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PLoS One. 2013 May 10;8(5):e62985. doi: 10.1371/journal.pone.0062985. Print 2013.

The coexistence of asthma and chronic obstructive pulmonary disease (COPD): prevalence and risk factors in young, middle-aged and elderly people from the general population.

Author information

1
Unit of Epidemiology and Medical Statistics, University of Verona, Verona, Italy. roberto.demarco@univr.it

Abstract

BACKGROUND:

The joint distribution of asthma and chronic obstructive pulmonary disease (COPD) has not been well described. This study aims at determining the prevalence of self-reported physician diagnoses of asthma, COPD and of the asthma-COPD overlap syndrome and to assess whether these conditions share a common set of risk factors.

METHODS:

A screening questionnaire on respiratory symptoms, diagnoses and risk factors was administered by mail or phone to random samples of the general Italian population aged 20-44 (n = 5163) 45-64 (n = 2167) and 65-84 (n = 1030) in the frame of the multicentre Gene Environment Interactions in Respiratory Diseases (GEIRD) study.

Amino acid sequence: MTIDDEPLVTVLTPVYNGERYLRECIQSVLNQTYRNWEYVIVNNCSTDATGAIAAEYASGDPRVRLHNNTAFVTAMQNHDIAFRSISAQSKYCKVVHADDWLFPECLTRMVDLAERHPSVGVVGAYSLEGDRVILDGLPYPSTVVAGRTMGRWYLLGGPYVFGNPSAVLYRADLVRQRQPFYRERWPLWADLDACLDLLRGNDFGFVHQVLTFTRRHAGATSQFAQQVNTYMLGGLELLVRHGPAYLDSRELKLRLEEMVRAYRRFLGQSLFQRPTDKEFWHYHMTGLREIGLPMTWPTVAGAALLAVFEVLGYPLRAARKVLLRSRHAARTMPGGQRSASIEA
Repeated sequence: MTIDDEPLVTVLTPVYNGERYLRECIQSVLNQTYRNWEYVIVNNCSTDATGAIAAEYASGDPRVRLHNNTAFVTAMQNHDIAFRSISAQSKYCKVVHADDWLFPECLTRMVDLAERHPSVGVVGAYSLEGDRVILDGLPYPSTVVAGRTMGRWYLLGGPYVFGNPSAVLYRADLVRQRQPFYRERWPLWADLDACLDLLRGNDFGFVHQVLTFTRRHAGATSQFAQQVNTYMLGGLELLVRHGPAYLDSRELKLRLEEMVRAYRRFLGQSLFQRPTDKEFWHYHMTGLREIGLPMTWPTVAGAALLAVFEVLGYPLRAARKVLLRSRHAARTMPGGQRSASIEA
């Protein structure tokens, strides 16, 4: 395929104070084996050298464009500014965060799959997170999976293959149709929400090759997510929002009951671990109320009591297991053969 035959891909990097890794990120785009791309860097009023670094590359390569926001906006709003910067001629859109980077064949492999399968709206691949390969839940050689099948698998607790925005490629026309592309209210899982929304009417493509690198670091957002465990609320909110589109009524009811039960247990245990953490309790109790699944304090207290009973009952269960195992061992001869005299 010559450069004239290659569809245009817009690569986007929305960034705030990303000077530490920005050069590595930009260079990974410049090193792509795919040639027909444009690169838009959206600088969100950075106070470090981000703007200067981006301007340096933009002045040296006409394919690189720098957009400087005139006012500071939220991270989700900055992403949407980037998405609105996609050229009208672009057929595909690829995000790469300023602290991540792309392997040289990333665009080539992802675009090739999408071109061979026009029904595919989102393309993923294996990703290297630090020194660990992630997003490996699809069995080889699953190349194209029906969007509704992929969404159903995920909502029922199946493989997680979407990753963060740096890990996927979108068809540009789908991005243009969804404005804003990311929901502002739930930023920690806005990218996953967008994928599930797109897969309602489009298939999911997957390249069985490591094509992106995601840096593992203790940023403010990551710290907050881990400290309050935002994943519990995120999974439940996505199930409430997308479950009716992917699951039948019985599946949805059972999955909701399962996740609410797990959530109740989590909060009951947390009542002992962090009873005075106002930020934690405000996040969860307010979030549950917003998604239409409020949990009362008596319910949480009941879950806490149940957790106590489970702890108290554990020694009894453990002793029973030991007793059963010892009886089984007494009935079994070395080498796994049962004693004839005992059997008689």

RESULTS:

A physician diagnosis of asthma or COPD (emphysema/chronic bronchitis/COPD) was reported by 13% and 21% of subjects aged <65 and 65-84 years respectively. Aging was associated with a marked decrease in the prevalence of diagnosed asthma (from 8.2% to 1.6%) and with a marked increase in the prevalence of diagnosed COPD (from 3.3% to 13.3%). The prevalence of the overlap of asthma and COPD was 1.6% (1.3%-2.0%), 2.1% (1.5%-2.8%) and 4.5% (3.2%-5.9%) in the 20-44, 45-64 and 65-84 age groups. Subjects with both asthma and COPD diagnoses were more likely to have respiratory symptoms, physical impairment, and to report hospital admissions compared to asthma or COPD alone (p<0.01). Age, sex, education and smoking showed different and sometimes opposite associations with the three conditions.

CONCLUSION:

Asthma and COPD are common in the general population, and they coexist in a substantial proportion of subjects. The asthma-COPD overlap syndrome represents an important clinical phenotype that deserves more medical attention and further research.

PMID:
23675448
PMCID:
PMC3651288
DOI:
10.1371/journal.pone.0062985
[Indexed for MEDLINE]
Free PMC Article

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